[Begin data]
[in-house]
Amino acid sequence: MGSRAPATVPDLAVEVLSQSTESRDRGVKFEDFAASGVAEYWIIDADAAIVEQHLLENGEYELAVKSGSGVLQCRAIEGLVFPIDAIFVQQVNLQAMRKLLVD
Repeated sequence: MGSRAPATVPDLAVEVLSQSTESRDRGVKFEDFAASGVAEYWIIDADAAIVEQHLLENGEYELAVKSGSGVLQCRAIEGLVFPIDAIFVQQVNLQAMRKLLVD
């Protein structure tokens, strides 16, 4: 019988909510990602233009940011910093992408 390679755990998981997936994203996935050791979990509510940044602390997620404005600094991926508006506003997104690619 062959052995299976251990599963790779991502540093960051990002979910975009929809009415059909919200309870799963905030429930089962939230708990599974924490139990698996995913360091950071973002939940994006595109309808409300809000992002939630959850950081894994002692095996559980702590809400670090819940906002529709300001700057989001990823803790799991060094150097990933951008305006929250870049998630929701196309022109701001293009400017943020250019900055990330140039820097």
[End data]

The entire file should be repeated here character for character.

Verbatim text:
[in-house]
Amino acid sequence: MGSRAPATVPDLAVEVLSQSTESRDRGVKFEDFAASGVAEYWIIDADAAIVEQHLLENGEYELAVKSGSGVLQCRAIEGLVFPIDAIFVQQVNLQAMRKLLVD
Repeated sequence: MGSRAPATVPDLAVEVLSQSTESRDRGVKFEDFAASGVAEYWIIDADAAIVEQHLLENGEYELAVKSGSGVLQCRAIEGLVFPIDAIFVQQVNLQAMRKLLVD
């Protein structure tokens, strides 16, 4: 019988909510990602233009940011910093992408 390679755990998981997936994203996935050791979990509510940044602390997620404005600094991926508006506003997104690619 062959052995299976251990599963790779991502540093960051990002979910975009929809009415059909919200309870799963905030429930089962939230708990599974924490139990698996995913360091950071973002939940994006595109309808409300809000992002939630959850950081894994002692095996559980702590809400670090819940906002529709300001700057989001990823803790799991060094150097990933951008305006929250870049998630929701196309022109701001293009400017943020250019900055990330140039820097």